Figure 3. Flux (solid curve) and polarization (dotted curve) profiles for a Type IIIb burst observed on 5 June 2011 at a frequency of 23 MHz.


The properties of decametre IIIb–III pairs can be considered as such that Type IIIb bursts are the fundamental and Type III bursts are the second harmonic. In favour of this is the fact that the frequency ratios of the IIIb–III components are about two. As a consequence of the harmonic character of the components, the frequency drift ratios are also close to two. We consider as very important evidence of the harmonic structure of the IIIb–III pairs high polarizations of Type IIIb bursts and small polarizations of Type III bursts. Accompanying properties of these bursts, namely maximum polarization in advance of flux maximum for Type IIIb bursts and larger Type IIIb frequency drifts in comparison of Type III bursts frequency drifts, can also be explained. The presence of Type IIIb fine structure in the form of stria bursts and its absence for Type III bursts can be explained by small-scale inhomogeneity of coronal plasma (Loi et al. (2014)). At the same time there is an open question concerning the essential distinction of the IIIb–III component durations. Moreover, it is unclear what the cause is of the different physical phenomena that determine these durations. Nevertheless, in our opinion IIIb–III pairs are harmonic components because most of the observational indications are in favour of this idea.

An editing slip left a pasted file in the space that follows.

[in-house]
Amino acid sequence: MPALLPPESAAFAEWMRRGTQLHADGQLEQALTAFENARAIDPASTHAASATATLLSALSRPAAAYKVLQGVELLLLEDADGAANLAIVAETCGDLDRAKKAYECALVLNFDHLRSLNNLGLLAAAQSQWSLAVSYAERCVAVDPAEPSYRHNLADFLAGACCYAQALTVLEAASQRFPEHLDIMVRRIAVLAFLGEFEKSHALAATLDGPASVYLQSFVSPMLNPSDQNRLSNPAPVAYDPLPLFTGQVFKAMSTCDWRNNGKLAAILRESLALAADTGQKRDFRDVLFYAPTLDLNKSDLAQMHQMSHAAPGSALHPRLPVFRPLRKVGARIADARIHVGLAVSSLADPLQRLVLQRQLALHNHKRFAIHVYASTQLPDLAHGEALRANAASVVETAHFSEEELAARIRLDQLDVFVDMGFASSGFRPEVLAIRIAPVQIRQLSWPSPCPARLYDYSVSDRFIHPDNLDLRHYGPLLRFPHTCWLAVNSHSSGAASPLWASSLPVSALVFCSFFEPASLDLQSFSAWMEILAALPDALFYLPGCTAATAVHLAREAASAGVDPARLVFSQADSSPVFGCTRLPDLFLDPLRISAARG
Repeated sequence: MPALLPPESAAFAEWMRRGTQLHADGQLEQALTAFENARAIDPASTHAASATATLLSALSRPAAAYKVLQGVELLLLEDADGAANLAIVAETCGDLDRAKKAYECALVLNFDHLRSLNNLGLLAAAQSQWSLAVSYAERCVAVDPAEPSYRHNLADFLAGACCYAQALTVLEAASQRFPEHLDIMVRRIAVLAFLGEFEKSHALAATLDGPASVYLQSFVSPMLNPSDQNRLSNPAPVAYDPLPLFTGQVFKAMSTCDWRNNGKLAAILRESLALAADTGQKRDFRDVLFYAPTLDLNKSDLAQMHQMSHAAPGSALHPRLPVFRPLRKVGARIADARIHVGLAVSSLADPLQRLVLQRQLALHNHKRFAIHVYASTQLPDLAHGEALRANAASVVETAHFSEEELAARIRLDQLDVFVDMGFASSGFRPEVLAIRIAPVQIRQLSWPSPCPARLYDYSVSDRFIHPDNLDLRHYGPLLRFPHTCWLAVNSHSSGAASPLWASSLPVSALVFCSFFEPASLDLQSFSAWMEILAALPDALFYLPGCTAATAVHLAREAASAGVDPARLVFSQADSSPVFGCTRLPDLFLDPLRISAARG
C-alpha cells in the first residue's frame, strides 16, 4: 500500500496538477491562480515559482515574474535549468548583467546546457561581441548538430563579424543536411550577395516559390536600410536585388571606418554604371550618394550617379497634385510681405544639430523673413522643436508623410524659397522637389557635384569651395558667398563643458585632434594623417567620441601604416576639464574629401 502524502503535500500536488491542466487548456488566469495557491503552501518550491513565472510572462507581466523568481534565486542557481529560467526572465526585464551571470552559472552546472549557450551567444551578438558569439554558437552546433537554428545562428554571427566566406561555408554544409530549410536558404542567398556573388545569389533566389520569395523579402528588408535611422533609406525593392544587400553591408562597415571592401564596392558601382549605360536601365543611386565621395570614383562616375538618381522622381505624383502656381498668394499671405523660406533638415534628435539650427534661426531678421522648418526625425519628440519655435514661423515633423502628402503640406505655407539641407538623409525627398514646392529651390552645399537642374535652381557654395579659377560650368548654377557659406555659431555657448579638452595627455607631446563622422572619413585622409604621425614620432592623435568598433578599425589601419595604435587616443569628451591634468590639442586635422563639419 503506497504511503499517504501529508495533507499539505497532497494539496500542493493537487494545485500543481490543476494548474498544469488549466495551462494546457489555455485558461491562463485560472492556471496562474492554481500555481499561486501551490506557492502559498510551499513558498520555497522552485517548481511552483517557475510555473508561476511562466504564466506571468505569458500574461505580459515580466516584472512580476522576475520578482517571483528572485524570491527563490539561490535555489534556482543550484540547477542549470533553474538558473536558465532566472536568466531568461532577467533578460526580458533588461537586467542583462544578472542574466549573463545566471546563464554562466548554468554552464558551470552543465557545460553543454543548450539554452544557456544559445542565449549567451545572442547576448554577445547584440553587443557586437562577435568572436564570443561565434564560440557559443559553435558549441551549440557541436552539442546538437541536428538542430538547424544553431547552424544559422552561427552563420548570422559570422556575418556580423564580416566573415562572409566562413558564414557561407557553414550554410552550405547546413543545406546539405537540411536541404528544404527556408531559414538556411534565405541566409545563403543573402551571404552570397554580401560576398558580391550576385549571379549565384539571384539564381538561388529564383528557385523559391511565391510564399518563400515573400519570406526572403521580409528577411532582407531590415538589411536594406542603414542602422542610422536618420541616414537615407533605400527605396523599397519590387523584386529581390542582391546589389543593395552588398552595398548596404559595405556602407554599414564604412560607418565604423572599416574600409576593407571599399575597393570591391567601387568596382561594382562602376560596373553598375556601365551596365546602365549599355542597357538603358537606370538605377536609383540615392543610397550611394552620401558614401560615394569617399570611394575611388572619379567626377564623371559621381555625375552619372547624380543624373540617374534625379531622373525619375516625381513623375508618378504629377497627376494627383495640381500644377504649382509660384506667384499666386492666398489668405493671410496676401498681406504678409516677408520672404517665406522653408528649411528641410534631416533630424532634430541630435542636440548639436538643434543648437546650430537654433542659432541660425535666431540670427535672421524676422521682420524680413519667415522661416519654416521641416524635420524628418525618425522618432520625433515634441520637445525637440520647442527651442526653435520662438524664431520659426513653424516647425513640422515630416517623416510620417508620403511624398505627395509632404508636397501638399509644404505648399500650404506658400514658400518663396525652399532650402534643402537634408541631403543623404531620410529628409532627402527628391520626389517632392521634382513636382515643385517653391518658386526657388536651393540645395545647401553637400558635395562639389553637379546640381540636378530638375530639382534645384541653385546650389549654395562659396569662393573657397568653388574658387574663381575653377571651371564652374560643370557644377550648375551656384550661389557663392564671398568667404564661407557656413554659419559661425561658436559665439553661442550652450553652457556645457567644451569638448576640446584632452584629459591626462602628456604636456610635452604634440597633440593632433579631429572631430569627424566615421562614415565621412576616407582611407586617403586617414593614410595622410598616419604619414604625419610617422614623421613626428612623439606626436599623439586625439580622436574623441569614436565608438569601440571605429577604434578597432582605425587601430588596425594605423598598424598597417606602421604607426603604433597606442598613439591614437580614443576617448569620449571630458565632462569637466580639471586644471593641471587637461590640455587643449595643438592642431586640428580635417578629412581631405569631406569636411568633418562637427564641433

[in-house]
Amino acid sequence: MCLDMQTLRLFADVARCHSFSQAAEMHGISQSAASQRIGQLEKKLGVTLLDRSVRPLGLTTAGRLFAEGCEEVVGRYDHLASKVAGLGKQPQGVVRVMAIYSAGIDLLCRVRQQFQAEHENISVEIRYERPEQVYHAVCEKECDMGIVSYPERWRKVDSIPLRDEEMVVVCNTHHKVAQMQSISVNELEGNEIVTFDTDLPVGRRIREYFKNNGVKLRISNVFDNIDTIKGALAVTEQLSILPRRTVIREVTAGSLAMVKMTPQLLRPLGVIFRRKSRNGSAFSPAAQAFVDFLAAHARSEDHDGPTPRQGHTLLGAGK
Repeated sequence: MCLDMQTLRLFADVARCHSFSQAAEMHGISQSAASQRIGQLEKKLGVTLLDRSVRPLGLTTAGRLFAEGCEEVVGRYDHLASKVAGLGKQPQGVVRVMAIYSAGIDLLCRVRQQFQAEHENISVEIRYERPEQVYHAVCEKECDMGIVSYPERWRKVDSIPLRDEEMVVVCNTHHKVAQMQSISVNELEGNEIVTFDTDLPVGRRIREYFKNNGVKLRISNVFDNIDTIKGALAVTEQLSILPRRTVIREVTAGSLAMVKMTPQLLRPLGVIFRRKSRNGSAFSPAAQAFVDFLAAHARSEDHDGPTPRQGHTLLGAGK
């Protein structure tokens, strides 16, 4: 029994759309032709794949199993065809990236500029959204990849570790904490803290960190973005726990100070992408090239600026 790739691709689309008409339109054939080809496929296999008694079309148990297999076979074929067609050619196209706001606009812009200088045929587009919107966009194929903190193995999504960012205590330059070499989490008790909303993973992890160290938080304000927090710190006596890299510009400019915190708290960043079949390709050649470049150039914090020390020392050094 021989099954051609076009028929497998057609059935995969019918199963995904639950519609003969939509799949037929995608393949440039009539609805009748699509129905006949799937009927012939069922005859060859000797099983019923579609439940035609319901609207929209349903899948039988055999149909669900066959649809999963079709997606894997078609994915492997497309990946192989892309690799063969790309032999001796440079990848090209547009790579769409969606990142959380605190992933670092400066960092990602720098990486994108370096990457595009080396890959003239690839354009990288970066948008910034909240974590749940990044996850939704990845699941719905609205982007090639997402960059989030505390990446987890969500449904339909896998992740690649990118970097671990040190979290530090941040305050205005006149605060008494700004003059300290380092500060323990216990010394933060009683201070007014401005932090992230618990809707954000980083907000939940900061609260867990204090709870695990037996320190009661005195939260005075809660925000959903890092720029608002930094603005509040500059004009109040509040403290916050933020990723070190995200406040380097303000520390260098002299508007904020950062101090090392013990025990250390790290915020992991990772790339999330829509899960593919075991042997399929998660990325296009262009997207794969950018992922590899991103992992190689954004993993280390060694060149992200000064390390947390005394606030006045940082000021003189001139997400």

Loi, S.T., Cairns, I.H., Li, B.: 2014, Astrophys. J. 790, 67

Melnik, V. N., Brazhenko, A. I., Frantsuzenko, A.V., et al.: 2018, Sol.Phys., 293,26

*Full list of authors: Valentin Melnik, Anatoliy Brazhenko, Anatoliy Frantsuzenko, Vladimir Dorovskyy, and Helmut Rucker